Farm Ireland

Wednesday 24 January 2018

Bumper yields of winter wheat and spring crops

The turning of the combine for the winter barley seems a long time ago
The turning of the combine for the winter barley seems a long time ago

Richard Hackett

It is turning out to be a long drawn out harvest, where the initial excitement of the first turning of the combine thresher in the winter barley seems such a long time ago.

There are plenty of crops yet to be harvested but most crops are worth waiting for. Winter wheat crops are yielding very well, and even spring crops which had missed out on a complete month's growth are returning yields way above initial expectations.

Crops that have yet to see the harvest, such as fodder beet, potatoes, and beans are also looking very promising.

Temperate crops require bright cool conditions to maximise growth and given the summer we have endured, and the good crops in evidence, could it possibly said that the climate in Ireland is normally too warm to grow good crops?

It's getting past time for oilseed rape to be sown. All crops should be in the ground in the next week at the latest. It's hard to gauge interest in this crop.

Yields this year have been good, and prices have been very good, but memories of the previous two years are still a bit raw to see a huge increase in acreage. Good forward prices are available for next year and for fields that are empty, it's still worth considering.

If sowing now, use hybrid varieties and increase seed rate. Ploughing and conventional sowing is the preferred method of establishment and pest control is the priority.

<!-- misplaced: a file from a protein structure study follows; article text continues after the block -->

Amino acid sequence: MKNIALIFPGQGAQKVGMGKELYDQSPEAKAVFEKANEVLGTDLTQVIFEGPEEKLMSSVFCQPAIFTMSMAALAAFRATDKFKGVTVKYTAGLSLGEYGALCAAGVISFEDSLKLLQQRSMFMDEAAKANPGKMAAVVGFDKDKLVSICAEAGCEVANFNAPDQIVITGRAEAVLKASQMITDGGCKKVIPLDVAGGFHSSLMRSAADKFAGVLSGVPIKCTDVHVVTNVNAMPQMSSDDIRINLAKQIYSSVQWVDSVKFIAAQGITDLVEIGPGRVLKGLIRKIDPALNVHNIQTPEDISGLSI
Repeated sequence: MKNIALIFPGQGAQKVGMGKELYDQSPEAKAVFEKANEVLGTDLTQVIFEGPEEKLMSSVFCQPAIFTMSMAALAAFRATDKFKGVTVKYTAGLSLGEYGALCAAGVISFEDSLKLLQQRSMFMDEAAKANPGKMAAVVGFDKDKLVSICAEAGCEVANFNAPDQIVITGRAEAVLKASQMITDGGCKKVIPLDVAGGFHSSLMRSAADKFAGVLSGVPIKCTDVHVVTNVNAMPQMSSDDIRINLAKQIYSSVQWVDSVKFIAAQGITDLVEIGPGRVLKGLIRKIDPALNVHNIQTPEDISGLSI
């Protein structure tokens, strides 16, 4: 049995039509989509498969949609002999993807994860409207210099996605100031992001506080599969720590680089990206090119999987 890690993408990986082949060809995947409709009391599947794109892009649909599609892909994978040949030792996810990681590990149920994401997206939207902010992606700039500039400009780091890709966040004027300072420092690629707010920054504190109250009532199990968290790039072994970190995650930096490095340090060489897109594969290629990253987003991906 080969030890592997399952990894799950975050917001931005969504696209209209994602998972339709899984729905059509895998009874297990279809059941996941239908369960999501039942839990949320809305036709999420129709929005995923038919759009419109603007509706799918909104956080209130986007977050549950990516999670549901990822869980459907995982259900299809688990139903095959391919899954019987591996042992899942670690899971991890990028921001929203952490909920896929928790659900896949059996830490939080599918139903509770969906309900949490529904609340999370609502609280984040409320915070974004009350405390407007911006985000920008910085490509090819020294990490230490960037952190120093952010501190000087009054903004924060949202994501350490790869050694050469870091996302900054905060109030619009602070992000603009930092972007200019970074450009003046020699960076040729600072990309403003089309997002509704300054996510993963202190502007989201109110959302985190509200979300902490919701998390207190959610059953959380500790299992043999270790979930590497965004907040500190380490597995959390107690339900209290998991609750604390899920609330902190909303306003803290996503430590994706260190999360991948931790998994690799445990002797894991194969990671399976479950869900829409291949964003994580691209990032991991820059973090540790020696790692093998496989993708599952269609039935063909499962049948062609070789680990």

One area of maintenance that must be tackled is the two metre buffer along watercourses. Most of these are a mess and require attention to avoid scrub and noxious weed encroachment.

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Two problems have arisen. The first is where none or not enough buffer has been left around watercourses, which in fairness is the minority of situations.


The second is the more frequent one, where too much buffer area has been taken out. This is where watercourses were misidentified and also where too much land was taken out and buffer areas are now 3 and 4 metres out from the top of the bank.

This might be due to a 'just in case' attitude, poor driving skills or misinterpreting the rules.

Dig out the EFA maps sent out last May. Blue lines require buffers, other boundaries do not.

The EFA maps are not 100pc consistent with blue lines on the OSI maps but are the best available information if you haven't EFA maps for new land.

The next thing to do is walk the fields with a measuring tape or a 2m stick. The regulations require that no crop is cultivated within 2m from the edge of the top of the bank.

This is not 2m from the water's edge, or 2m from the point where crop was cultivated last year, or 2m from the hedgerow.

Make sure you are measuring from the correct starting point. Where someone else is doing the ploughing, cut a few sticks and place them in the ground at the correct distance to guide them.

Where the buffer is present and is now a mess of weeds, one potential remedy is to grass it down. The grass will smother out weeds and will allow for normal grass cutting machinery such as a mower or topper to control growth rather than relying on a hedge cutter every year.

Do not spray glyphosate around these areas. This will only encourage more noxious weeds to proliferate and could also destabilise banks with bare soil eroding overwinter.

There is the potential in some situations to sow 3m of grass around the field as a buffer, which will allow cutting during the year with a front mounted mower or using a small tractor and saving silage or hay from this area.

While 3m of land is now taken away from the field, it's now 3m of productive land rather than 2m of non-productive land. Making maximum use of a scarce resource such as land is always a good thing.

Dr Richard Hackett is an agronomist based in North County Dublin and is a member of the ITCA and ACA.


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